Batch file to create files using a file containing file names
February 28, 2011 3:38 PM   Subscribe

Windows batch file help: I have a file containing a list of files, I want to generate a new file for each of the files in the list.

I have filenames.txt, which contains a list of file names with no extension, i.e.:

file1
file2
file3

I need a batch file that will create a .abc file for each of these files and contains data that also includes the file name:

[Setting1]
Value1=2.0
[Setting2]
SrcFile=C:\some files\file1.xyz
HostName=MyHost
[Setting3]
...

I found something close on a forum and modified it to:

@echo off
del C:\some files\*.abc
for /f "tokens=* delims=" %%a in (filenames.txt) do (
echo [Setting1] >>.\%%a.abc
echo Value1=2.0 >>.\%%a.abc
echo [Setting2] >>.\%%a.abc
echo SrctFile=C:\some files\file1.xyz >>.\%%a.abc
echo HostName=MyHost >>.\%%a.abc
echo [Setting3] >>.\%%a.abc
...
)

There are about 85 lines I want to output to each of the 275 files I'm creating. The problem I'm running into is when I have more than five or so ECHOs I get the error, "The process cannot access the file because it is being used by another process" when running the batch file.

What am I doing wrong? Also, I do have Python installed on my PC, if this is best handled in that environment (even though I know almost nothing about Python). Thanks!
posted by DakotaPaul to Computers & Internet (10 answers total) 4 users marked this as a favorite
 
Python is the way to go.

MeFi likes to mangle Python source, but here goes:
template = """
[Setting1]
Value1=2.0
[Setting2]
SrcFile=C:\some files\%(NAME)s.xyz
HostName=MyHost
[Setting3]
"""

filelist = "filenames.txt"
extension = ".abc"

names = open(filelist).readlines()
names = [name.strip() for name in names]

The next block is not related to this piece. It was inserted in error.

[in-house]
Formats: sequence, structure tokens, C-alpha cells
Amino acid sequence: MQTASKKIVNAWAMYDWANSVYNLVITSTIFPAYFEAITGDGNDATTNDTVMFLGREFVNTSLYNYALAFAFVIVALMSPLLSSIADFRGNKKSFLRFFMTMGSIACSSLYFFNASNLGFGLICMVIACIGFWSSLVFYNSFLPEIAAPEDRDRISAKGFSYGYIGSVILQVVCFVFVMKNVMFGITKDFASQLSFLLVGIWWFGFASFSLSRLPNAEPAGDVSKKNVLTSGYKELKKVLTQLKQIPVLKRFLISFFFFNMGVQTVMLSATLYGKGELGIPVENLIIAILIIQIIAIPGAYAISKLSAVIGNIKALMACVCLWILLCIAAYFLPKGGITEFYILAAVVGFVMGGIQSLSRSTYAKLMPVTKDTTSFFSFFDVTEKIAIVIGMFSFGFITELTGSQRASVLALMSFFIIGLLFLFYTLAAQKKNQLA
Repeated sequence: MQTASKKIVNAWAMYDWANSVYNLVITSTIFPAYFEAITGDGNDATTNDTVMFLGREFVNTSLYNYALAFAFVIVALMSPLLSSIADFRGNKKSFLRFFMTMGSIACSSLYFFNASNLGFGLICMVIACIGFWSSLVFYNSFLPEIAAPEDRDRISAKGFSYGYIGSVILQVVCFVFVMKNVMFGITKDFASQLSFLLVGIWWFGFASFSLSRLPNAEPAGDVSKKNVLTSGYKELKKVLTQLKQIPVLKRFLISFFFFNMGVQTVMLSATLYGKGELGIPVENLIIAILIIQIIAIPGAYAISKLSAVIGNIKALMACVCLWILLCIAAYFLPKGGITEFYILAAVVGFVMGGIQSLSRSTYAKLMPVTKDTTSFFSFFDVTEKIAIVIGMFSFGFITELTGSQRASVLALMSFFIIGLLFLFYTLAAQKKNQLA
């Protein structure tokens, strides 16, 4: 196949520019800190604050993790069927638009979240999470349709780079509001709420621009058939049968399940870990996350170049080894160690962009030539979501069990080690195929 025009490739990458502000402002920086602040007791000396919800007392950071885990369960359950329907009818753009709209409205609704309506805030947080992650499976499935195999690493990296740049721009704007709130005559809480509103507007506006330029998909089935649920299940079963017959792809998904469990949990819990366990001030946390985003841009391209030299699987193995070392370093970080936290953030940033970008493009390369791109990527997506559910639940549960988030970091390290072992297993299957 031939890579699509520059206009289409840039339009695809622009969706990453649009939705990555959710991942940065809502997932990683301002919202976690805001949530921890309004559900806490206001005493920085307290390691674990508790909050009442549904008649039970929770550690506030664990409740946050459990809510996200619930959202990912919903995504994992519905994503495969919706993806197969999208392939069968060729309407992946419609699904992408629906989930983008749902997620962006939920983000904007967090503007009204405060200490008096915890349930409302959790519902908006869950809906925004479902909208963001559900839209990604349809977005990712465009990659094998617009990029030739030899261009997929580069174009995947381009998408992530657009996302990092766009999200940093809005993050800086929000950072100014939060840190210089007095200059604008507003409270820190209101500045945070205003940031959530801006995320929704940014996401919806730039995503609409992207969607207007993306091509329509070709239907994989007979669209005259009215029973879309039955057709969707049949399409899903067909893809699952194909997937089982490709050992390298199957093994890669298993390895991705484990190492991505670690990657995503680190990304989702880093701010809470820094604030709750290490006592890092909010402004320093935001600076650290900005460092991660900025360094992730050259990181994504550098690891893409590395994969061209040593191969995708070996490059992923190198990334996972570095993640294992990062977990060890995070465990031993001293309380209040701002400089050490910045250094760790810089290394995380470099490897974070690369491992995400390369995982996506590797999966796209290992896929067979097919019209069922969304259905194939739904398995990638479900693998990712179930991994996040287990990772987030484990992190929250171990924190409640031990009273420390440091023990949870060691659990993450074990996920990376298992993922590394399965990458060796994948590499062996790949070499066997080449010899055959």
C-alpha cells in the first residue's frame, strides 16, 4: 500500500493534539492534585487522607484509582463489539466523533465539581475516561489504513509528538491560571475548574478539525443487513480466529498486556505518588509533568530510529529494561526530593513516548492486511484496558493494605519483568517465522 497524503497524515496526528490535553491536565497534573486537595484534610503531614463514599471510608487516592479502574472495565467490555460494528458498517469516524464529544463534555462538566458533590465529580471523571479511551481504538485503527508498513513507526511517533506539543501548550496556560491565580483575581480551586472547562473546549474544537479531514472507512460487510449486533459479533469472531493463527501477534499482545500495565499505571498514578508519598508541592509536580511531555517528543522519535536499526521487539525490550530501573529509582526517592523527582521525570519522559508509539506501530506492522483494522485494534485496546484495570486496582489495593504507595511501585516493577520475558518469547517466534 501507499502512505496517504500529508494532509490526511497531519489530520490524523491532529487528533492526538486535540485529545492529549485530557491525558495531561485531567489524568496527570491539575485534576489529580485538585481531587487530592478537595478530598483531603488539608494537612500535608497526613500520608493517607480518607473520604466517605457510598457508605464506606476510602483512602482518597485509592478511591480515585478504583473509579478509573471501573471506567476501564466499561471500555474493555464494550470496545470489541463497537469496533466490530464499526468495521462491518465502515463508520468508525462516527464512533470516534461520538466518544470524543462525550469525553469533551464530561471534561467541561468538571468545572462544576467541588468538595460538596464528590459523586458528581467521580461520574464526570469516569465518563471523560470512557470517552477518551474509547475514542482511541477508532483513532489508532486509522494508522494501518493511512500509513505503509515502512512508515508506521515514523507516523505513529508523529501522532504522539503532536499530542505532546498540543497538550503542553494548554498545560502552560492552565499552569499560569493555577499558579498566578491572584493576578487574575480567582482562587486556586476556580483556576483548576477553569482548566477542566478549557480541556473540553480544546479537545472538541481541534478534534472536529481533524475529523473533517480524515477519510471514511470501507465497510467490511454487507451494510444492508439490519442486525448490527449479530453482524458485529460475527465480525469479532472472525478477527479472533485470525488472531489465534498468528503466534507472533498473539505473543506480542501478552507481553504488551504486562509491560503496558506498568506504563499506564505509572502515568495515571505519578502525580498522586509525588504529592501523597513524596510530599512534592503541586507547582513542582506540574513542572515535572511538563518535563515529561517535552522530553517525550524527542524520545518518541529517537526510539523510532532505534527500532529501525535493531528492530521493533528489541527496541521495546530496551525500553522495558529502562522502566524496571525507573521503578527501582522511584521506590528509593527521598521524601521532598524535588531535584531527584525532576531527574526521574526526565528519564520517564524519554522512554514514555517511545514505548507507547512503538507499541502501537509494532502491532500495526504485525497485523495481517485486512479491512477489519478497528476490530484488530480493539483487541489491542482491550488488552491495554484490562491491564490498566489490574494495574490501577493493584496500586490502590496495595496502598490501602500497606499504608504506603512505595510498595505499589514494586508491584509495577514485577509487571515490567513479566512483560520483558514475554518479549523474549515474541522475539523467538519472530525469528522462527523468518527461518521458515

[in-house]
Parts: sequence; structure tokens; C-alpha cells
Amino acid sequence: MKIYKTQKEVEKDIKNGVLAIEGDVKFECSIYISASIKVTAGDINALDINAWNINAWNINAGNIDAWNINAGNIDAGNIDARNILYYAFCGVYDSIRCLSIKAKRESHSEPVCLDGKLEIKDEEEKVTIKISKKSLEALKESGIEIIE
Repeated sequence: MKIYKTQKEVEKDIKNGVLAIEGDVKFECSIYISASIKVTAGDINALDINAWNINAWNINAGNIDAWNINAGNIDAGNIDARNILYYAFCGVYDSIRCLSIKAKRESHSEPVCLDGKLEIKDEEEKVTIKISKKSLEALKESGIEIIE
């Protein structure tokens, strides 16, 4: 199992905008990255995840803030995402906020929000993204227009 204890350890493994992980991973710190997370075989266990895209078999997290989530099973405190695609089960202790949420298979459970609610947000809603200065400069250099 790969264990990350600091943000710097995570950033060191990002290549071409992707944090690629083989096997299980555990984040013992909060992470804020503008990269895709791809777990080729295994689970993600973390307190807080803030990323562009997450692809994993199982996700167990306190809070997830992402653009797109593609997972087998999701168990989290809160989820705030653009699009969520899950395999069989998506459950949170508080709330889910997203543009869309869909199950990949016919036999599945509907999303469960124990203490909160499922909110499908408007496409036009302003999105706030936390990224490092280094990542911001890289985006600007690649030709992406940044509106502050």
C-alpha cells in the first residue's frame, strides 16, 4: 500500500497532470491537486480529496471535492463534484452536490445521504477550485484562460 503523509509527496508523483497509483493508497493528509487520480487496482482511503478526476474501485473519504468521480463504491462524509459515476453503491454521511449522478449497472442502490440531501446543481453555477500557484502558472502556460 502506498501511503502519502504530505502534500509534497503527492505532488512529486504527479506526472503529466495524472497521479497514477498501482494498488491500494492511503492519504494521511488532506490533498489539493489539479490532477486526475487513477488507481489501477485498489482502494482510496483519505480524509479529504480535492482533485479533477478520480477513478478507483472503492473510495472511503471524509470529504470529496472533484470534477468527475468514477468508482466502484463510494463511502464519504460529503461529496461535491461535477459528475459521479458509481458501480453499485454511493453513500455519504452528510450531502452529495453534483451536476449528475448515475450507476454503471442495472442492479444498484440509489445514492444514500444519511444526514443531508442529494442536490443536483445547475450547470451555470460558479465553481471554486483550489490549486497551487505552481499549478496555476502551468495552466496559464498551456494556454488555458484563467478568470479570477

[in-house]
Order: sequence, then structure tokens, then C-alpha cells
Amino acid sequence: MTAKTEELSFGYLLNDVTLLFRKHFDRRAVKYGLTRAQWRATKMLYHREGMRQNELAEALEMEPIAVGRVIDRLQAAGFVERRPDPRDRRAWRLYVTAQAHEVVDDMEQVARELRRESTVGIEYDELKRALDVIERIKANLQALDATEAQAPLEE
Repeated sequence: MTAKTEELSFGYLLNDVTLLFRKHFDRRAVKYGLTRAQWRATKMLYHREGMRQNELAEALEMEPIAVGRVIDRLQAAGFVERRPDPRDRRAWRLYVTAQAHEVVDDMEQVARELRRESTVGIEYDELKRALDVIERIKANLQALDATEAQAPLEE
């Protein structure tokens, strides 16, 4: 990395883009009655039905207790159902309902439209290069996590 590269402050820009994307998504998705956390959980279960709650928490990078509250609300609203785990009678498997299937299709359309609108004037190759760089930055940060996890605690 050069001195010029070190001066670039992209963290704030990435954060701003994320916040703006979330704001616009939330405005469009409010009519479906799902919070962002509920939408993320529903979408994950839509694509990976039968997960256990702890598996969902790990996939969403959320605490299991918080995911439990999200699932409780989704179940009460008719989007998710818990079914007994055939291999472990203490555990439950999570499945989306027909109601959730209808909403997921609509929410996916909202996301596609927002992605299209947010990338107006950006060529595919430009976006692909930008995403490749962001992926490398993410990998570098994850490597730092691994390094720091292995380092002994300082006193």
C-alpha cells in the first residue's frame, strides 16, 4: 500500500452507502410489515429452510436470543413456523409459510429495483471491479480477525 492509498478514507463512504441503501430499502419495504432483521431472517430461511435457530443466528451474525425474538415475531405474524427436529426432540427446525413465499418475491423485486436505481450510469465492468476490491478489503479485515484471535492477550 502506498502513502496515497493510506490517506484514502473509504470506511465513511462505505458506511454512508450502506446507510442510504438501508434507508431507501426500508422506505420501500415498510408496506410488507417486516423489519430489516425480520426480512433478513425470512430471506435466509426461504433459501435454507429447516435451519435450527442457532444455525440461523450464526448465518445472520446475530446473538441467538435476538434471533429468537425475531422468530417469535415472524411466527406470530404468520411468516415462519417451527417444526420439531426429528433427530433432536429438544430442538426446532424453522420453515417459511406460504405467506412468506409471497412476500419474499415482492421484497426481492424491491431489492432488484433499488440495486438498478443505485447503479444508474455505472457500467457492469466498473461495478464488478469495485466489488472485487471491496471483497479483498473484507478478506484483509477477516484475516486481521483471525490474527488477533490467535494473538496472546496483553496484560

for name in names:
    if name:
        print "Creating:", name+extension
        open(name+extension, "wb").write(template % {'NAME': name})

posted by and for no one at 3:56 PM on February 28, 2011


er, you probably want
    open(name+extension, "w")
instead of
    open(name+extension, "wb")

posted by and for no one at 4:02 PM on February 28, 2011


Thank you, and for no one, that did the trick!

Man, I really gotta learn Python.
posted by DakotaPaul at 4:08 PM on February 28, 2011


I can't recommend Python enough. Good luck.
posted by and for no one at 4:15 PM on February 28, 2011


It's actually quite doable - concise even - in cmd script. This works:
set dir=C:\Some files
set ext=abc
del /f /q "%dir%\*.%ext%" >nul
for /f "delims=" %%f in (filenames.txt) do >"%dir%\%%~f.%ext%" (
	echo.[Setting1]
	echo.Value1=2.0
	echo.[Setting2]
	echo.SrcFile=%dir%\%%~f.%ext%
	echo.HostName=MyHost
	echo.[Setting3]
	echo....
)
Subtleties:

Redirecting the del command's output to nul suppresses complaints if there are no files to delete.

There's no need for "tokens=*" in the for /f args, because with "delims=" there can be only one token anyway.

Using %%~f instead of %%f strips any surrounding double-quotes that may occur in the expansion of %%f. Not strictly necessary in this application, but generally good practice.

Using a single write redirection to cover the entire group of echo statements instead of individual append redirections on each echo is clearer and less error-prone.

Using echo. means you'll have no trouble if you need to echo a blank line.

Any time you need a ) in your output files, you'll need to write that as ^) inside the appropriate echo statement; without that, the ) will be taken as terminating the statement group controlled by the for command.
posted by flabdablet at 5:10 PM on February 28, 2011


Thanks for the cmd script knowledge, flabdablet! My next problem is making multiple copies of the same files, i.e:

file1(part01).abc
file1(part02).abc
file1(part03).abc
file2(part01).abc
file2(part02).abc
file2(part03).abc
file3(part01).abc
file3(part02).abc
file3(part03).abc
...

Which contain the data:

Setting1]
Value1=2.0
[Setting2]
SrcFile=C:\some files\file1(part01).xyz